(2) Learners and/or educators who are of an older aged group, like the adults in the 30-50 age group are more likely to have by passed the normal education period, and so their needs might be the pursue of an advanced degree (graduate qualification – graduate certificate/diploma, Masters or Doctorate qualifications), and/or they might prefer to learn in an informal manner, pursuing the  life-long and life-wide learning through informal means, by learning with and through learning networks and communities, technology and medias.

(3) Learners and/or educators who are after 50s aged group would likely pursue their interests in a different manner as compared to (1) and (2).

As Heli mentioned in her post on Research about MOOC pedagogy:

“I know from myself that I want to broaden my perspective now when I am retired and I have time. I do not follow any courses any more, but I follow many interesting conferences, sessions etc. I feel free to participate, I have learned the basic skills for it. The biggest age group seem to be 55+ years, so I am not the only one. We experienced people could organize something interesting, integrating our experiences to this new online life. I am tired to hear that old people have stopped learning.”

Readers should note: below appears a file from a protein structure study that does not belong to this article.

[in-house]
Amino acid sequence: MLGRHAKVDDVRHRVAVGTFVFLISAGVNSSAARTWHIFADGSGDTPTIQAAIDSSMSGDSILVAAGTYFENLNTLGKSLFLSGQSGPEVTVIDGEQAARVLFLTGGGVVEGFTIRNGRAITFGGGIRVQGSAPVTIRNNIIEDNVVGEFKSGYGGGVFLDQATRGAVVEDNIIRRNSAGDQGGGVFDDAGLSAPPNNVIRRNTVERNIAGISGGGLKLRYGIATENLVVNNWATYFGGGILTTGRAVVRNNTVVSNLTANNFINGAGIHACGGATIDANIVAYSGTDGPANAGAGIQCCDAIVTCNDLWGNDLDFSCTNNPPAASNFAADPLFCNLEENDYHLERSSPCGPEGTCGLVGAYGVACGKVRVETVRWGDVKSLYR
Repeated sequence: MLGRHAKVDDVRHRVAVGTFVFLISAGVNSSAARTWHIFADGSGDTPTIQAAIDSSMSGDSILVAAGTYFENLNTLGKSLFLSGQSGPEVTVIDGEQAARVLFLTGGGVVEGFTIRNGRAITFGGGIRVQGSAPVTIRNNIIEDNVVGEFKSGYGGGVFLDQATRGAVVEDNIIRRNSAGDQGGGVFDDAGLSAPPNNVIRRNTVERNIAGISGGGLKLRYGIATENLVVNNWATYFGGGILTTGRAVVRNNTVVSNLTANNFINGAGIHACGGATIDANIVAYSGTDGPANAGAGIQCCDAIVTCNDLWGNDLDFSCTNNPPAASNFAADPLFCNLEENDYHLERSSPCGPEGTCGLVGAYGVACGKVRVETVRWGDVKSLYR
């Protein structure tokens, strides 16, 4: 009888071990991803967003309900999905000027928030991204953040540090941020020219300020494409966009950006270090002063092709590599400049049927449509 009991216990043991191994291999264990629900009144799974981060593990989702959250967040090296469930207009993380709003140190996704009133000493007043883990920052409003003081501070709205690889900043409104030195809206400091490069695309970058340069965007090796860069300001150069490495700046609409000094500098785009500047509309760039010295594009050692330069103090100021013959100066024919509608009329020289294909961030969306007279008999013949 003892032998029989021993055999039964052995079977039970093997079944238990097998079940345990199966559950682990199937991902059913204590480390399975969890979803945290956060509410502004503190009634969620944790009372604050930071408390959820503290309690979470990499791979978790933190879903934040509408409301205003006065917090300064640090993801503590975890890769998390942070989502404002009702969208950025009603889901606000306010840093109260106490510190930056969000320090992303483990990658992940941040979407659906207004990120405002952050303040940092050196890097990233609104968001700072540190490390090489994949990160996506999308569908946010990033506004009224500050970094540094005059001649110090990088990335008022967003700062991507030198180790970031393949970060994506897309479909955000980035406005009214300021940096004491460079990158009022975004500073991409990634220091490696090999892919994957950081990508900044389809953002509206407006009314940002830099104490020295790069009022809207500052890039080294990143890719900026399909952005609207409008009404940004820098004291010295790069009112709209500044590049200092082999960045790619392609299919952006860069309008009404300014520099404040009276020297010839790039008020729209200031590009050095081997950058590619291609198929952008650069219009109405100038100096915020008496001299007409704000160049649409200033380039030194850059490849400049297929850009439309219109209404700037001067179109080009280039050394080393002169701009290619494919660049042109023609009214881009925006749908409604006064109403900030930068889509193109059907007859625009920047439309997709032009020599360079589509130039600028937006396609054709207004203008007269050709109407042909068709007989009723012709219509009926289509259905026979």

This is an interesting trend, and I do think MOOCs which are designed with the pedagogy to support human beings are more aligned with those with an older aged group of learners, though it could equally be applicable to that of (1) & (2) if educators and learners understand why they are the agents to support and nurture the younger learners and educators so they could develop themselves in their learning journey.

In summary, MOOCs could be designed with different pedagogy, based on different target educators and learners, and would still serve their purposes.  In the long run, I would see a transitional period of pedagogy from traditional behavioural, cognitive and social constructivist moving towards a more emergent, connectivist and open sourced education ecology, with all pedagogy compensating for each others’ weaknesses, and a learner-centred approach supported by both education authorities, educators and learners coming into fruition, and community as alternative basis of education.

Refer to this for further details on MITx and post here.